Friday, September 30, 2011

Third studio album almost complete

So we're almost done with my third studio album which title was going to be "It's a Man's Beach"but I'm not digging the idea anymore.The album was targeted to be released by the end of the summer but of course it didn't make its deadline.Yeah,so I scrapped the beach theme idea. The album does make alot of beach and New Jersey shore references,as you will find out soon enough.That's why I wanted the title to be "It's a Man's Beach".Also because it was to be released in, or torwards the end of the summer.This third album will only have six songs on it.They're alittle bit different but not out of the blue different.Alot of the album was done live,with me and studio musicians basically sitting (I was sitting) around in a circle playing the charted out songs of mine.

I've also been working with different musicians/artist this past year at the Squirrel Ranch Studio.I've been Laying background vocals on their albums and projects,here and there where I am needed.As a hired studio musician, my main instrument is my voice not the guitar.When I perform my own material in the studio, I play guitar and do all the vocals.I'm hoping to branch out even further as a studio musician by the end of this year.We'll see how things go.

After this album is released,I may take a break from recording,I'm not sure.I will be working with other recording studios before the end of this year,as well as some different musicians.
Anyway,That's all I got for now.

Take Care
Keep Rockin'

Sean Patrick

Tuesday, September 20, 2011

A review of Sean Patricks Pop Opera:In the Midst of the Raging Storm by:Bryan Rodgers

CD REVIEW: In the Midst of the Raging Storm
Posted on Jul 21, 2011 at 12:41 PM
Artist: Sean Patrick
Album: In the Midst of the Raging Storm
Review by Bryan Rodgers
New Jersey guitarist and songwriter Sean Patrick gleefully tests the patience of listeners from the first moment of his “mini pop opera,” In the Midst of the Raging Storm. The album’s storyline is a reflection of Patrick’s approach to the music, which is indulgent and intensely personal. The introduction is the title track, and it’s well into the realm of overblown rock opera. An effect-laden voice drones on about faith and contemplation while pianos and synthesized choruses drift between electronic windstorms.
Those who endure the introduction and dig into the album will be surprised by the amounts of fine ideas that materialize throughout. The sound is driven by pop hooks, like the wistful chorus of “You,” in which the story’s main character wrestles with relentless thoughts. The sharp choruses are punctuated with moments of bedroom prog-rock, just the kind of stuff that one would expect a rock-worshipping musician like Patrick to create when given such freedom. Reggae-scented rhythms wind around a terse guitar riff while Patrick’s big 80’s-rock voice spins the tale. Suddenly, the band busts into an instrumental flourish reminiscent of Rush, displaying serious talent all around. The dramatic climax of “You” bleeds directly into the ballad “Something About Here,” and it’s a blessing that Patrick chose to keep the album moving rather than get overly cinematic and drawn out. The whole thing clocks in at 34 minutes, and he’s likely to get a lot more listeners willing to give the album a chance because of it.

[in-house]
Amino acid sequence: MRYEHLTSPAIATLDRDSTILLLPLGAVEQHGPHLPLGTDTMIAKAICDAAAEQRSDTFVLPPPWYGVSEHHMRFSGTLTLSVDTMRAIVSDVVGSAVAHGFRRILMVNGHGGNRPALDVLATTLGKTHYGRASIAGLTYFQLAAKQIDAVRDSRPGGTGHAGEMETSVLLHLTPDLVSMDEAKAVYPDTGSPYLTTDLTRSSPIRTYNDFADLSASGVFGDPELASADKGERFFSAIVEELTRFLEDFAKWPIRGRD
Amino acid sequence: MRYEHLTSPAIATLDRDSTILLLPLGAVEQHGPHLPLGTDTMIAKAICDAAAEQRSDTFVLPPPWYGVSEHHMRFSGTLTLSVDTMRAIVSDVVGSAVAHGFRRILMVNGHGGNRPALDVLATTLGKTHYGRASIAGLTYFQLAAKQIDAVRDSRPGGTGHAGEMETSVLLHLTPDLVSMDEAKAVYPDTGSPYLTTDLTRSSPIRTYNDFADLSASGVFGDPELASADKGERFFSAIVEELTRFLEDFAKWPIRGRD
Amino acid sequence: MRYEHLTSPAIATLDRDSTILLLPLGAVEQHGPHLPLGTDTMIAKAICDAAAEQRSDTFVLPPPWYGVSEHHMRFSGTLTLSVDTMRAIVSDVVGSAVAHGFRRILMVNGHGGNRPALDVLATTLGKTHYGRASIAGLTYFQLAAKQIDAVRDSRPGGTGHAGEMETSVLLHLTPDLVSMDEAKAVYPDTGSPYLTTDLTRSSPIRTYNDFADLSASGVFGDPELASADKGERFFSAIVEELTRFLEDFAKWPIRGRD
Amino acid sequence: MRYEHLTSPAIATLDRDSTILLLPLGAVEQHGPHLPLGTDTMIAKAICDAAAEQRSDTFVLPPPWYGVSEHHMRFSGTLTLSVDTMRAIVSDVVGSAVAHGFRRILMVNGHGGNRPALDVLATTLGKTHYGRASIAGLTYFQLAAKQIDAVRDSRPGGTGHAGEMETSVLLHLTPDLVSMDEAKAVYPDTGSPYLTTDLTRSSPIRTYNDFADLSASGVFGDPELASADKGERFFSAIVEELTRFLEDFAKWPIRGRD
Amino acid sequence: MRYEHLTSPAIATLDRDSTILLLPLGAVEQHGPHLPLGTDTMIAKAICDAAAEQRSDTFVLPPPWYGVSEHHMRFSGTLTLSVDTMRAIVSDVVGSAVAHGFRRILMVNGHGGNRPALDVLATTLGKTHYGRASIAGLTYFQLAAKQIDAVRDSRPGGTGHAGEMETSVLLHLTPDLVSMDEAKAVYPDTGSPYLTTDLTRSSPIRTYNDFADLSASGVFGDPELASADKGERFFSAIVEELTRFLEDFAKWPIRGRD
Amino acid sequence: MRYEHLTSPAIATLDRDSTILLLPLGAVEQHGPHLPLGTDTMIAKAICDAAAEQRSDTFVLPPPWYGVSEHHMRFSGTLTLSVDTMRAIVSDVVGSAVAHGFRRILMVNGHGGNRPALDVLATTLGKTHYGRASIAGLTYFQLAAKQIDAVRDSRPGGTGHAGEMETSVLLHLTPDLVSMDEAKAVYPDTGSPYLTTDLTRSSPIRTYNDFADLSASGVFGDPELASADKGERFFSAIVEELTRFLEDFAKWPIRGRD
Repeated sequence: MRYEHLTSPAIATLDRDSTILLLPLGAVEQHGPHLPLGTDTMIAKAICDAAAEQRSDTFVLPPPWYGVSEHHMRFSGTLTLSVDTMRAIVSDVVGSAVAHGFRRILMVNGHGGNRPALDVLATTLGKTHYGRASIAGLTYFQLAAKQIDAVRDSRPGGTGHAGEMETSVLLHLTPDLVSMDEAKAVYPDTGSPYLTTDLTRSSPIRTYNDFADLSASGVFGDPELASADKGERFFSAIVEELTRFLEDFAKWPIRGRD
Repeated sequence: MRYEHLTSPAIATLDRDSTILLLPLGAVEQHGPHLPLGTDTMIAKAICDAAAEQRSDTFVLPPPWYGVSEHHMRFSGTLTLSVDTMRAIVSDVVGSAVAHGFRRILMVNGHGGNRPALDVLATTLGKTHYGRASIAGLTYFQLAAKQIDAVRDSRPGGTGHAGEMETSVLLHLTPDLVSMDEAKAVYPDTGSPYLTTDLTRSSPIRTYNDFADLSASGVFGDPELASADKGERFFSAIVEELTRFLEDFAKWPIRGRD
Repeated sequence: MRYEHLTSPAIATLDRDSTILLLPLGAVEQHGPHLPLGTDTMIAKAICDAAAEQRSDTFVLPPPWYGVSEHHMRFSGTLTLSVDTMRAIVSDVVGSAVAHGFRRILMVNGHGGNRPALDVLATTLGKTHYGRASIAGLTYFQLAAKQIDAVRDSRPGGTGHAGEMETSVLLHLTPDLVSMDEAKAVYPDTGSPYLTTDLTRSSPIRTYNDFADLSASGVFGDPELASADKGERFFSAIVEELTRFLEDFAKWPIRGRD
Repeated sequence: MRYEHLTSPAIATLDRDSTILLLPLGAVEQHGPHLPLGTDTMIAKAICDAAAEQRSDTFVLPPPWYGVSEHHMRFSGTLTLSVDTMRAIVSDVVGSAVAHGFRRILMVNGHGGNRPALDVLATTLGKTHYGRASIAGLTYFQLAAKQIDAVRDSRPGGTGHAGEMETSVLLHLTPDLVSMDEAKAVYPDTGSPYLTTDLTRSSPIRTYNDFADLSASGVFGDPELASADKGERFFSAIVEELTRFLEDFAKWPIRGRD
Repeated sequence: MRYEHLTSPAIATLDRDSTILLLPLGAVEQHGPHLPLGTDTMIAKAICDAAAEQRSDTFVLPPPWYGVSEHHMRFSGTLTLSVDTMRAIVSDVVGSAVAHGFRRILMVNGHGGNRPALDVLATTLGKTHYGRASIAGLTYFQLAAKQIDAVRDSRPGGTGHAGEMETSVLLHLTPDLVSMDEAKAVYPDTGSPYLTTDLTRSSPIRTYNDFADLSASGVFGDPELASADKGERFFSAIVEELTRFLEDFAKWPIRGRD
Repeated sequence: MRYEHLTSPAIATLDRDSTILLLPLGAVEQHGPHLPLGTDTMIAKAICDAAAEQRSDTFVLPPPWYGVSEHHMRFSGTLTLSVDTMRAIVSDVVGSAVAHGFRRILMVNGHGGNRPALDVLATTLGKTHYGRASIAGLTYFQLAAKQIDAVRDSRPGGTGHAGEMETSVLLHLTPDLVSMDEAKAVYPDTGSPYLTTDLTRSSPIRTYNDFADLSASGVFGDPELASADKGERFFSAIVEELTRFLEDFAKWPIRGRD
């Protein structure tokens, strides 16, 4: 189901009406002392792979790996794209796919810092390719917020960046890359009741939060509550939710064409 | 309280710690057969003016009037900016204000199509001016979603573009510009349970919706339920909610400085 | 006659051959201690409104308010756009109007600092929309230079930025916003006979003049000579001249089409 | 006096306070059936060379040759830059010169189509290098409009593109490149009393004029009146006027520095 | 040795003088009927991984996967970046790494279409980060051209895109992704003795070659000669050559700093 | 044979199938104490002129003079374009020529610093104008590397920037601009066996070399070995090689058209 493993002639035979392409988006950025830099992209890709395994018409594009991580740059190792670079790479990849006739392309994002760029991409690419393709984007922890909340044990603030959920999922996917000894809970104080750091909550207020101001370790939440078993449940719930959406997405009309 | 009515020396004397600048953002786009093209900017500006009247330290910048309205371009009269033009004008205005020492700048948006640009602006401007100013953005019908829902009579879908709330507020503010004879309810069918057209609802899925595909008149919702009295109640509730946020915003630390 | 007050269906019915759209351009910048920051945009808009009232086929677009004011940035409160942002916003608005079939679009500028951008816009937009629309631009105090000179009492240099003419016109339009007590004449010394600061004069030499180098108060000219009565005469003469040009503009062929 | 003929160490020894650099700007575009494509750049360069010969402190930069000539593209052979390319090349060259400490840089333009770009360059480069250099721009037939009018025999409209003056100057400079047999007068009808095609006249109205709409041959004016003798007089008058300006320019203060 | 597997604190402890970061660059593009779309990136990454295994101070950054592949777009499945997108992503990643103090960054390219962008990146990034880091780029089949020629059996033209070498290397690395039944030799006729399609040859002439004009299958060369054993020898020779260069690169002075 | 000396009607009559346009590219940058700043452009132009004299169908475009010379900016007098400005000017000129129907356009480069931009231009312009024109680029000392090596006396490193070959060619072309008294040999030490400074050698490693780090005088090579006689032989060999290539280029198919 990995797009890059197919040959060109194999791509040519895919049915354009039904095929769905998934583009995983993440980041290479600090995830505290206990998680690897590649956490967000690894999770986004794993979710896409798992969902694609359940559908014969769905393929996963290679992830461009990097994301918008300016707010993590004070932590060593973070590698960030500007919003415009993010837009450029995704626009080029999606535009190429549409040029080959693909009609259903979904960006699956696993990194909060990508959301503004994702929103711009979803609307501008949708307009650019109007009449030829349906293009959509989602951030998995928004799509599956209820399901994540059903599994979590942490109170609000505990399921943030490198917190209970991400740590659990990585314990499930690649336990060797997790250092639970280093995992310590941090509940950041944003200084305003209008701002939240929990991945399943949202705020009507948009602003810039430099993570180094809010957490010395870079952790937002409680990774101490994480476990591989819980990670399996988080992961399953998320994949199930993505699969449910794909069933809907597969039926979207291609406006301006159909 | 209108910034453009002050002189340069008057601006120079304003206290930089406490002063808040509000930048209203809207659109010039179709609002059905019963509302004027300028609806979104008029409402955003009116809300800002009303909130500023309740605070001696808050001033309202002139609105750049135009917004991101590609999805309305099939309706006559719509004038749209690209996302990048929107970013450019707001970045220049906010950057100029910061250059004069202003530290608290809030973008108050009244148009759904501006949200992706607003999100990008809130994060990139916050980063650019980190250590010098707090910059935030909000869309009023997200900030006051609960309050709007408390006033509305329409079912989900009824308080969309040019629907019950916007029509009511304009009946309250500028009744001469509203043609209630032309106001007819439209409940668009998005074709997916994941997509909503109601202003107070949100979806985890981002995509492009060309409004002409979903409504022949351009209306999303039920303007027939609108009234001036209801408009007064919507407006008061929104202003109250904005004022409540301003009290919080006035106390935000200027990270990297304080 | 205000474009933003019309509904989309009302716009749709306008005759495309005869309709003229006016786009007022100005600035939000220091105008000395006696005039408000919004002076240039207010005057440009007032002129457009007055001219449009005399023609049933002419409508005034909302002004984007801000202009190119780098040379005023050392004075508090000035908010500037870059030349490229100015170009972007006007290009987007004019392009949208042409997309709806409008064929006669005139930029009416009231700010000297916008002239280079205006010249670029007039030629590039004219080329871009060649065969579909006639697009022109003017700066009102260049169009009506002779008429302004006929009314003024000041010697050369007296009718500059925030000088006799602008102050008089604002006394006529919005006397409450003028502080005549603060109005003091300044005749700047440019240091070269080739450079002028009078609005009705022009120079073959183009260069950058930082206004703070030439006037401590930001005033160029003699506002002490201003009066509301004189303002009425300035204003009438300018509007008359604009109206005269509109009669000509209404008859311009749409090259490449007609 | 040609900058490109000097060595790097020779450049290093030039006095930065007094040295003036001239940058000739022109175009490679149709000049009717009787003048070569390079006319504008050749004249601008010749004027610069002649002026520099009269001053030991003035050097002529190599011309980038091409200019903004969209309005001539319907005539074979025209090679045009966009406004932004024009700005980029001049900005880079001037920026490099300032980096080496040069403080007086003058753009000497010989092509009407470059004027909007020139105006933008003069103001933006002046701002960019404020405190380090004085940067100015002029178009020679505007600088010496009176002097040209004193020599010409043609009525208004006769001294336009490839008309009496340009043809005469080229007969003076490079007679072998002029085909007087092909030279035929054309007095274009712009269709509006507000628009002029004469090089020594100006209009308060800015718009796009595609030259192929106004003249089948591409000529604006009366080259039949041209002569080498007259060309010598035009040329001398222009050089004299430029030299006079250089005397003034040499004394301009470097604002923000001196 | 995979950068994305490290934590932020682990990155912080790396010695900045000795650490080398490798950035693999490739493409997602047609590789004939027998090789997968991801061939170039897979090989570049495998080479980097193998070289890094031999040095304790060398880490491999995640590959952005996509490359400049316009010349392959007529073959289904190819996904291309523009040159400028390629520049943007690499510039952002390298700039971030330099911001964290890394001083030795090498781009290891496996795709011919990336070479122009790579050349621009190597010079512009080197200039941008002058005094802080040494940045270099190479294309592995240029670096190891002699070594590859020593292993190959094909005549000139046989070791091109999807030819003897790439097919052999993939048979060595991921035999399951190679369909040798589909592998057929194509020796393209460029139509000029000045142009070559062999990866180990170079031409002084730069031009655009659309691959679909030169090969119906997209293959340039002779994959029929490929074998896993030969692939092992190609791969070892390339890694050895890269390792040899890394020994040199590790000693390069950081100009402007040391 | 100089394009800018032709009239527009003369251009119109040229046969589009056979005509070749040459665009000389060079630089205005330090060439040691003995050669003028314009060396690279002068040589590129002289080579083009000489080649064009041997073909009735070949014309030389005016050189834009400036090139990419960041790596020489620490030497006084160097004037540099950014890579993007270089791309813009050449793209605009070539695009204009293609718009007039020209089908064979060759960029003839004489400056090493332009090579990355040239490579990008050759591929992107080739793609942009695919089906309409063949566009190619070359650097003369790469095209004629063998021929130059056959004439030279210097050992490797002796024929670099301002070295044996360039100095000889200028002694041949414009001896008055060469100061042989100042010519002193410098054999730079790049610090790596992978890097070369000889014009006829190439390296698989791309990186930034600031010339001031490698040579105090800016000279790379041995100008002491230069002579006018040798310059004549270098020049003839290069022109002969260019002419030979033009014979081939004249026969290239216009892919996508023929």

Patrick still gets his poignant point across, though. You can close your eyes and see the sepia-toned streets of someone’s hometown whizzing by during “Something About Here,” feel the dreadlocked dread growing in the irie crunch of “See the Light,” and float in the dizzying, diverse atmosphere of “Like Yesterday.” “Calling for Rain” is pleasantly funky, but it is at that point of the album that the experience starts to wear thin. Beyond Patrick’s vision, which will be appreciated by some and mocked by others, there are a few issues that keep In the Midst of the Raging Storm from fully succeeding. “Calling for Rain,” for instance, features another fine instrumental segment and guitar solo along with a catchy hook, but the song is beset by overwrought synthesized strings that only distract the ear. Michael White (drums) and Hal Jordan Ketofsky (bass) make a fine rhythm section that should be featured, not hidden, as they are too often here. “Into the Storm” is the album’s weak point, as one can hear Patrick’s formula beginning to reveal itself between the songs keyboard twinkles and sappy lyrics.
The finish is a bit of redemption. The refreshing classic rock crunch of “My Little Darlings” displays how Patrick thrives in an uptempo environment, and the climactic “Reprise: In the Midst of the Raging Storm” allows him to wax as melodramatic as he can dream. Somewhere between the sound effects, constant synth embellishments and layered vocals lurks a fine four piece rock band that could benefit from a little less orchestration. But even through the electronic haze, it’s easy to see the potential Patrick and his mates possess

RebelRiffs: Steve Gilmore reviews the Internet's Unsigned Artists: Sean Patrick - In The Midst of the Raging Storm CD...

RebelRiffs: Steve Gilmore reviews the Internet's Unsigned Artists: Sean Patrick(From Hightstown,N.J. USA not Los Angeles California) - In The Midst of the Raging Storm CD...: Hear The Track Here Rebel Riffs review requests come in an amazing variety of styles, from every corner of the net world and it never cease...